You thought you were finally shaking that cold, but this morning your cough is worse than ever. You're coughing up phlegm by the cupful, and it feels as if someone spent the night tap-dancing on your chest. You've probably developed acute bronchitis, an often painful infection in the major bronchial tubes (airways) leading to the lungs.
Acute bronchitis is most often caused by a virus, frequently the same one that causes colds, although the flu virus is a common culprit as well. (While acute bronchitis can also be caused by a bacteria or even a fungus, they're only rarely to blame.) Acute bronchitis often follows a cold or the flu, when resistance is down and the lungs may already be slightly irritated. Likewise, anyone whose immune resistance is low or who has any other type of chronic lung irritation or injury, especially from exposure to cigarette smoke or other toxic gases, is at increased risk of developing bronchitis. And the viruses that cause bronchitis can be passed to others much the same way cold and flu viruses are: An infected person coughs, spraying viral particles either into the air, where they can be breathed in by others, or onto their own hands, where they can be picked up when the person shakes hands with others.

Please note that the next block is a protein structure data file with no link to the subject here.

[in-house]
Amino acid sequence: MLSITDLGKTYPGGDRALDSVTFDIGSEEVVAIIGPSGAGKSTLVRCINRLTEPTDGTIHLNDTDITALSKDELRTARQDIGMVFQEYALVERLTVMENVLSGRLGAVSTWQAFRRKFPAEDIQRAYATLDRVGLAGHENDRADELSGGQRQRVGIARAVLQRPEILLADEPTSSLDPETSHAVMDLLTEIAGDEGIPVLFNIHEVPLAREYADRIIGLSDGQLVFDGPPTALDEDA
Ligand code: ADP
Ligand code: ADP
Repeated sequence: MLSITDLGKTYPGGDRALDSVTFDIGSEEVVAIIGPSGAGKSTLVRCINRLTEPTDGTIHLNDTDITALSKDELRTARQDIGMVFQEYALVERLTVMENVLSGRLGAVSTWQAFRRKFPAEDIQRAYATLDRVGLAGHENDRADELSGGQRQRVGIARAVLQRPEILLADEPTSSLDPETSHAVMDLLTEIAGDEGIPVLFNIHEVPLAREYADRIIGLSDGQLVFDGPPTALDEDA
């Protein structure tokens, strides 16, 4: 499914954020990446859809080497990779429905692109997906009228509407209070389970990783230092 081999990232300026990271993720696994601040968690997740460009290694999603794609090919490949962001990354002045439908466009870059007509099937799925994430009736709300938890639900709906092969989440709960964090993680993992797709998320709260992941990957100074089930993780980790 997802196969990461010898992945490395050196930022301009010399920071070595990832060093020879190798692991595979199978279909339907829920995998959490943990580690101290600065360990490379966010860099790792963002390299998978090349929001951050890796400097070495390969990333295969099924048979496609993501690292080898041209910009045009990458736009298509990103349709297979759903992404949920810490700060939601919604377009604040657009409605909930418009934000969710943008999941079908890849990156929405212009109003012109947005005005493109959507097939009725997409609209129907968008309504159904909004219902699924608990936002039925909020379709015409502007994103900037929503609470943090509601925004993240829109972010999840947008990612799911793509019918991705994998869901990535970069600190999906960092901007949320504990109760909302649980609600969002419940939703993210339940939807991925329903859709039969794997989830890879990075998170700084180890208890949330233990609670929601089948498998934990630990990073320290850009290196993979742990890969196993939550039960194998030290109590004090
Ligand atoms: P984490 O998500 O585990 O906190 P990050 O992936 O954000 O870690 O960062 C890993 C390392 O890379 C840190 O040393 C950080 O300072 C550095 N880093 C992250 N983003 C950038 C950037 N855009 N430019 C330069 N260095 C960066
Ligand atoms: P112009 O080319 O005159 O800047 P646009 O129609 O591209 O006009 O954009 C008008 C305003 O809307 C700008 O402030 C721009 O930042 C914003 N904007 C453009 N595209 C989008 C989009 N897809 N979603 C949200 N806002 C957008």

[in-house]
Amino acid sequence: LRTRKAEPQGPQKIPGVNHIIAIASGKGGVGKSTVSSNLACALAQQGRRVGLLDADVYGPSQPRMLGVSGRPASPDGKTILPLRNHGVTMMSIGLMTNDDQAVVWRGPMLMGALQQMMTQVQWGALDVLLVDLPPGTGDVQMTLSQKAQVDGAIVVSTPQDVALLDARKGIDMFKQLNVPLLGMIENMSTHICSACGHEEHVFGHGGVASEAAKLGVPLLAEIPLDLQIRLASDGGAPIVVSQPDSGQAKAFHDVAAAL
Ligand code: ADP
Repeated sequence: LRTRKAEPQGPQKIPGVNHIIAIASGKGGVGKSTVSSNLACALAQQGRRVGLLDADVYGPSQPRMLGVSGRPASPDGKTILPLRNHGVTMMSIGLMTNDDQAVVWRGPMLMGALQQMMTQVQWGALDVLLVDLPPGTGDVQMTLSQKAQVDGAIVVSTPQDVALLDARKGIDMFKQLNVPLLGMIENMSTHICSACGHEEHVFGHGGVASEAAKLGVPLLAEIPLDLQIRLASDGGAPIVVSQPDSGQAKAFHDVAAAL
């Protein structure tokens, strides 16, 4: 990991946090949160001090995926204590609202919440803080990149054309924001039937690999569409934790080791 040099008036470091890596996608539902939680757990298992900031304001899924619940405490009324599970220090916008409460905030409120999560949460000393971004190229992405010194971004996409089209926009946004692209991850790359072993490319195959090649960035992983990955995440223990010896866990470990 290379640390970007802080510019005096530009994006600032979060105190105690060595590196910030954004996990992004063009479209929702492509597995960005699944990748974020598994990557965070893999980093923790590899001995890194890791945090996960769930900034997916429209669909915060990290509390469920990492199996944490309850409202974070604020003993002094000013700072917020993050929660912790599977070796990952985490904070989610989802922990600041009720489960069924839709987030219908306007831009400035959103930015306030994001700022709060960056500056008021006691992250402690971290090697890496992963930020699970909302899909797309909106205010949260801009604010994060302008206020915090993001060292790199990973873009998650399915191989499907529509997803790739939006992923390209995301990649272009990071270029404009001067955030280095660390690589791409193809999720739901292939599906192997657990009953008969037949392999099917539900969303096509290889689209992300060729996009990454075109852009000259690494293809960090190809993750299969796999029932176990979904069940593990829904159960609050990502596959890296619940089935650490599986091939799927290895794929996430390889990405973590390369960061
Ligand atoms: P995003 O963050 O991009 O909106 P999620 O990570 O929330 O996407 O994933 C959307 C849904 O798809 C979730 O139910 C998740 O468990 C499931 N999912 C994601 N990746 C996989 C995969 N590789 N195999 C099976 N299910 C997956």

There can be an irritated throat (from the coughing), burning or aching pain just beneath the breastbone, a feeling of tightness in the chest, wheezing or shortness of breath, and a "rattling" sensation in the lungs and chest. A low-grade fever, chills and achiness may also occur. The irritation caused by the virus in turn leaves the respiratory tract vulnerable to other complications, such as pneumonia.
If you have an underlying chronic disease or suffer from asthma, allergies, chronic obstructive pulmonary disease (COPD) or any other serious respiratory or heart problem, you need to contact your doctor if you develop symptoms of acute bronchitis. Bronchitis symptoms in infants, the elderly or anyone else with a weak immune system should be treated by a physician. If you're otherwise healthy, however, you'll likely have to allow the infection to simply run its course. Antibiotics, after all, are useless against viral infections. Fortunately, acute bronchitis generally goes away on its own within a few days or a week, although the cough can sometimes linger for weeks or even months.
This doesn't mean you have to lie in bed, suffering, and wait for your body to defeat the virus. In this article, we'll examine ways to help your body heal from a bronchial infection and ease symptoms of the condition. Move on to the next section for some home remedies to alleviate the congestion and coughing of bronchitis.
This information is solely for informational purposes. IT IS NOT INTENDED TO PROVIDE MEDICAL ADVICE. Neither the Editors of Consumer Guide (R), Publications International, Ltd., the author nor publisher take responsibility for any possible consequences from any treatment, procedure, exercise, dietary modification, action or application of medication which results from reading or following the information contained in this information. The publication of this information does not constitute the practice of medicine, and this information does not replace the advice of your physician or other health care provider. Before undertaking any course of treatment, the reader must seek the advice of their physician or other health care provider.